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ME 352 - Machine Design I Fall Semester 2009

Name___________________________________ Lab. Div.________________________________ Friday, December 18th, 2009

FINAL EXAM. OPEN BOOK AND CLOSED NOTES.

Write your solutions on the blank paper that is provided. Write on one side of the paper only. Where necessary, you can use the figures that are provided to show vectors. Staple each problem separately, and attach your crib sheet to the end of your solution to Problem 1. Problem 1 (25 Points). For the mechanism in the position shown in Figure 1, the known kinematic coefficients are R = 0.26 m / rad, R = + 0.37 m / rad , R = 0.45 m / rad 2 , R = 0.37 m / rad 2 34 34 4 4

(where R 4 = G2G4 and R 34 = G4G3 ), X G = 0.35 m/rad, YG = + 0.35 m/rad, X G = 0.35 m/rad 2 , 3 3 3 = 0.35 m/rad 2 . The geometry, the free length and spring rate of the linear spring, the damping and YG
3

constant of the viscous damper, and the masses and second moments of mass about the mass centers of links 2, 3, and 4 are:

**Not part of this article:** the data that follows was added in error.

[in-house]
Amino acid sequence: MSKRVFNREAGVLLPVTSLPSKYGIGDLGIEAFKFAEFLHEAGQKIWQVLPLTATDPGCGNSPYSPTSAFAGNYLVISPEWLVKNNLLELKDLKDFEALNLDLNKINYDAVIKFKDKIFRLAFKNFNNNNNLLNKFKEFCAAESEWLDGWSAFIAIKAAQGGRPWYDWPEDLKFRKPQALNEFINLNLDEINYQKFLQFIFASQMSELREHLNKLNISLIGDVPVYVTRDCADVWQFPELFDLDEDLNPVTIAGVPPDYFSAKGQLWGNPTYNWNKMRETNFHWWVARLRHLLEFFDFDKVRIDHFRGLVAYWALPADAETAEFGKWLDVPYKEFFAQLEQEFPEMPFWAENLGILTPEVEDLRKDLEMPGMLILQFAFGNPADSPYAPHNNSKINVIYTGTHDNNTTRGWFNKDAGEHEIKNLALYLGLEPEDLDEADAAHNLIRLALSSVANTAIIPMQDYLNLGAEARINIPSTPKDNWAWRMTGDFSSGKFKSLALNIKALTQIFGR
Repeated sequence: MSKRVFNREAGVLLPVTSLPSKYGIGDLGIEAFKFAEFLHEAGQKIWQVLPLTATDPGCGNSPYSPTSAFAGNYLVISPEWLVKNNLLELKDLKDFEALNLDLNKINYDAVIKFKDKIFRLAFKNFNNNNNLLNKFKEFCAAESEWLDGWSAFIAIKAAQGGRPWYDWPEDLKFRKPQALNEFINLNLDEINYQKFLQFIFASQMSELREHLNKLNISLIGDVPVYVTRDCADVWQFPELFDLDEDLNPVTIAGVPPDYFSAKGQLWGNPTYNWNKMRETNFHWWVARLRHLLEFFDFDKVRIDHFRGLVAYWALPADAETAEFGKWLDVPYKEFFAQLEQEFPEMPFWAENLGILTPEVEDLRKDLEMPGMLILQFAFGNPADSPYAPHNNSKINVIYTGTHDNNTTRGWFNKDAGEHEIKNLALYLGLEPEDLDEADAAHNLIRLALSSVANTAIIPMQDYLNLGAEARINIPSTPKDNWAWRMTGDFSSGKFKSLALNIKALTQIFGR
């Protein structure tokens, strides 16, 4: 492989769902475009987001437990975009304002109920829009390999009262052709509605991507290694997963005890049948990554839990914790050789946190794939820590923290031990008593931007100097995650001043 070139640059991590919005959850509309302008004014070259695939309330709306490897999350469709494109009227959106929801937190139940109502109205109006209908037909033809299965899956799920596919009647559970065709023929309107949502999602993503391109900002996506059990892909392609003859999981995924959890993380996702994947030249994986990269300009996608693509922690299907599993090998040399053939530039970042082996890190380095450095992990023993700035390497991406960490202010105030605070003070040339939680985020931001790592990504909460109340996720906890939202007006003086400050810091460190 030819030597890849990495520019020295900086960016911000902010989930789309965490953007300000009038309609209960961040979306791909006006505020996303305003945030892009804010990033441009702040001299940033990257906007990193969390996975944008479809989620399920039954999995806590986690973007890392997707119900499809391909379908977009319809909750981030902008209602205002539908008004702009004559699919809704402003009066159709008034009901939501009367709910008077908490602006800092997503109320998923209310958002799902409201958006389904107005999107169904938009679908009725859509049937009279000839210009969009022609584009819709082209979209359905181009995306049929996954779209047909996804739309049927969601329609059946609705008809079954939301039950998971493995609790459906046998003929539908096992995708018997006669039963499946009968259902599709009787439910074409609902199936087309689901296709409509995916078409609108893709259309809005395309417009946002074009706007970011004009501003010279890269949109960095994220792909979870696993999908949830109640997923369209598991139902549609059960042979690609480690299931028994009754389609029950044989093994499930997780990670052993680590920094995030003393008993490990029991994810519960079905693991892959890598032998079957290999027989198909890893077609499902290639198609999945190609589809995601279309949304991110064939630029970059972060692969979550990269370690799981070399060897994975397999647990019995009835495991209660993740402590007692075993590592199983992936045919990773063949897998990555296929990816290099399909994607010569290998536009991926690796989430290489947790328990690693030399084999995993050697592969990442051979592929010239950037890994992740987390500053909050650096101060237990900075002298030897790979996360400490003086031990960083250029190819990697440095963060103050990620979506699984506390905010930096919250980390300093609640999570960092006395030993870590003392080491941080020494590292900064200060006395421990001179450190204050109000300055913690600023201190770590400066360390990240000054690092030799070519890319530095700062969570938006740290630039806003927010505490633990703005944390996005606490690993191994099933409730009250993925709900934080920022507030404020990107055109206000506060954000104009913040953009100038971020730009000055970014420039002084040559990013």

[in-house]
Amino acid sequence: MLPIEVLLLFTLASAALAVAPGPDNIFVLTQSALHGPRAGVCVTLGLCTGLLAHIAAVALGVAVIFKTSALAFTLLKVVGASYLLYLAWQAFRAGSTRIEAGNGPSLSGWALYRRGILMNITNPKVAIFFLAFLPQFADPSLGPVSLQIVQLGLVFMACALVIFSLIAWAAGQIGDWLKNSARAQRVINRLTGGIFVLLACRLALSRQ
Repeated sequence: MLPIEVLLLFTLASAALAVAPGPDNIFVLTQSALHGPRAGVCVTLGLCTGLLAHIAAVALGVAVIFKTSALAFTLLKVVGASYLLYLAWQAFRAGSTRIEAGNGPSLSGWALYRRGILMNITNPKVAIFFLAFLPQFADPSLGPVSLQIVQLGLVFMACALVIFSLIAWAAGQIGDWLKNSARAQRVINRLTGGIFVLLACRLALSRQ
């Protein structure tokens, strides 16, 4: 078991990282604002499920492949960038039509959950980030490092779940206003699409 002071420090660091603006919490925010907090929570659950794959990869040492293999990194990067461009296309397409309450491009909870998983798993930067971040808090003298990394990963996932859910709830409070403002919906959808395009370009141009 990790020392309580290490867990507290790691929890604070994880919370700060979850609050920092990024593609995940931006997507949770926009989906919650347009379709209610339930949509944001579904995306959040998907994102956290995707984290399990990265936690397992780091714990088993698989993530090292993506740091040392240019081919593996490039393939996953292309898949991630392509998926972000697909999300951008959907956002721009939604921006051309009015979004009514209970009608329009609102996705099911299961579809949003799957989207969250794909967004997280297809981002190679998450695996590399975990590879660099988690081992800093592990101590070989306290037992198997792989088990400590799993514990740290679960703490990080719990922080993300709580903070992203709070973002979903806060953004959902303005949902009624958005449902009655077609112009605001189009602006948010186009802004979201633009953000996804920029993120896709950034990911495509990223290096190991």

G 2A
m 0.5

G 2G 4
m 0.25

AB
m 0.5

RS

K N/m 50

C Ns/m 15

m2
kg

m3
kg

m4

IG

2
2

IG

3
2

IG

m 0.6

kg
4

0.5

kg-m 3

kg-m 7

kg-m 2 6

If gravity is acting vertically downward and friction can be neglected then determine: (i) The kinetic energy of the mechanism. (ii) The first-order kinematic coefficient of the linear spring. (iii) The first-order kinematic coefficient of the viscous damper. (iv) The magnitude and direction of torque T12 acting on input link 2 from the equation of motion.

Figure 1. A planar mechanism.


1

ME 352 - Machine Design I Fall Semester 2009 Problem 2 (25 Points).

Name_____________________________ Lab. Div.__________________________